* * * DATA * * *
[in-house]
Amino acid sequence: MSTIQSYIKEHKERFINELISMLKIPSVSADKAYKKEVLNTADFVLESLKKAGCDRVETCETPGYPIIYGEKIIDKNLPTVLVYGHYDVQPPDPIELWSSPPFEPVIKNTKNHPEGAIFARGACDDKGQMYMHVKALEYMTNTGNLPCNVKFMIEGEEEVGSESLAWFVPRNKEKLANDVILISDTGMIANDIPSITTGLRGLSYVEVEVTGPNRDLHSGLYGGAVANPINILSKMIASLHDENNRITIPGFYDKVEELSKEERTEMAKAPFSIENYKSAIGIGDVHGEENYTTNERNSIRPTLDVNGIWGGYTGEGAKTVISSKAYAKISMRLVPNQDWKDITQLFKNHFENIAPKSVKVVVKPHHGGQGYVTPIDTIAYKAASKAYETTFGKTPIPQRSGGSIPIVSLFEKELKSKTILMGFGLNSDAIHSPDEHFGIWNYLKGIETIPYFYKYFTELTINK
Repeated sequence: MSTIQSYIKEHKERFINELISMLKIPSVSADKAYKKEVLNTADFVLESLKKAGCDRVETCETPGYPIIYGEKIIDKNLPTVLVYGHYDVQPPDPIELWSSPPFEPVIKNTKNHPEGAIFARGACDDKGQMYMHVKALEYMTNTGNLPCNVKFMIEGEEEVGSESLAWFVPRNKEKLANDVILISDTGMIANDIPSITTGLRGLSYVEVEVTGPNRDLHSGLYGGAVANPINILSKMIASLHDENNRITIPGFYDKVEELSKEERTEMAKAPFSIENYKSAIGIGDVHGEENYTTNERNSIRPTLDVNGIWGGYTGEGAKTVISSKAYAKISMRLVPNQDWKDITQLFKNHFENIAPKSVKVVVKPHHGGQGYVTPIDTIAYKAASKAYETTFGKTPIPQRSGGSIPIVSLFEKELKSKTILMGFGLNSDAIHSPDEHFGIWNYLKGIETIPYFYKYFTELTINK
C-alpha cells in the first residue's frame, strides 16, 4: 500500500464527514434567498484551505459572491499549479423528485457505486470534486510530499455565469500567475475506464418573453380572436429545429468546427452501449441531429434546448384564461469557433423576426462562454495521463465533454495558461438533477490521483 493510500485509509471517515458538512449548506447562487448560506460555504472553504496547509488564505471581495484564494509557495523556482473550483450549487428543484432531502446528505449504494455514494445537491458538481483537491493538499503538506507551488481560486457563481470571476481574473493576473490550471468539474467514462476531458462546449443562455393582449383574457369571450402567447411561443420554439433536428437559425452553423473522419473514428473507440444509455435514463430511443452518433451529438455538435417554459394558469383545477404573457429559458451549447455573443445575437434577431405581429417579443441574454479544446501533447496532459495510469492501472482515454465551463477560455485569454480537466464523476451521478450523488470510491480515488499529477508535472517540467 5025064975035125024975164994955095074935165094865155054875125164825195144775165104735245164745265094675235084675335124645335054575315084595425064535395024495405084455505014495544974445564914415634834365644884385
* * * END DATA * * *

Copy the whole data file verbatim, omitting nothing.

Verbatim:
[in-house]
Amino acid sequence: MSTIQSYIKEHKERFINELISMLKIPSVSADKAYKKEVLNTADFVLESLKKAGCDRVETCETPGYPIIYGEKIIDKNLPTVLVYGHYDVQPPDPIELWSSPPFEPVIKNTKNHPEGAIFARGACDDKGQMYMHVKALEYMTNTGNLPCNVKFMIEGEEEVGSESLAWFVPRNKEKLANDVILISDTGMIANDIPSITTGLRGLSYVEVEVTGPNRDLHSGLYGGAVANPINILSKMIASLHDENNRITIPGFYDKVEELSKEERTEMAKAPFSIENYKSAIGIGDVHGEENYTTNERNSIRPTLDVNGIWGGYTGEGAKTVISSKAYAKISMRLVPNQDWKDITQLFKNHFENIAPKSVKVVVKPHHGGQGYVTPIDTIAYKAASKAYETTFGKTPIPQRSGGSIPIVSLFEKELKSKTILMGFGLNSDAIHSPDEHFGIWNYLKGIETIPYFYKYFTELTINK
Repeated sequence: MSTIQSYIKEHKERFINELISMLKIPSVSADKAYKKEVLNTADFVLESLKKAGCDRVETCETPGYPIIYGEKIIDKNLPTVLVYGHYDVQPPDPIELWSSPPFEPVIKNTKNHPEGAIFARGACDDKGQMYMHVKALEYMTNTGNLPCNVKFMIEGEEEVGSESLAWFVPRNKEKLANDVILISDTGMIANDIPSITTGLRGLSYVEVEVTGPNRDLHSGLYGGAVANPINILSKMIASLHDENNRITIPGFYDKVEELSKEERTEMAKAPFSIENYKSAIGIGDVHGEENYTTNERNSIRPTLDVNGIWGGYTGEGAKTVISSKAYAKISMRLVPNQDWKDITQLFKNHFENIAPKSVKVVVKPHHGGQGYVTPIDTIAYKAASKAYETTFGKTPIPQRSGGSIPIVSLFEKELKSKTILMGFGLNSDAIHSPDEHFGIWNYLKGIETIPYFYKYFTELTINK
C-alpha cells in the first residue's frame, strides 16, 4: 500500500464527514434567498484551505459572491499549479423528485457505486470534486510530499455565469500567475475506464418573453380572436429545429468546427452501449441531429434546448384564461469557433423576426462562454495521463465533454495558461438533477490521483 493510500485509509471517515458538512449548506447562487448560506460555504472553504496547509488564505471581495484564494509557495523556482473550483450549487428543484432531502446528505449504494455514494445537491458538481483537491493538499503538506507551488481560486457563481470571476481574473493576473490550471468539474467514462476531458462546449443562455393582449383574457369571450402567447411561443420554439433536428437559425452553423473522419473514428473507440444509455435514463430511443452518433451529438455538435417554459394558469383545477404573457429559458451549447455573443445575437434577431405581429417579443441574454479544446501533447496532459495510469492501472482515454465551463477560455485569454480537466464523476451521478450523488470510491480515488499529477508535472517540467 5025064975035125024975164994955095074935165094865155054875125164825195144775165104735245164745265094675235084675335124645335054575315084595425064535395024495405084455505014495544974445564914415634834365644884385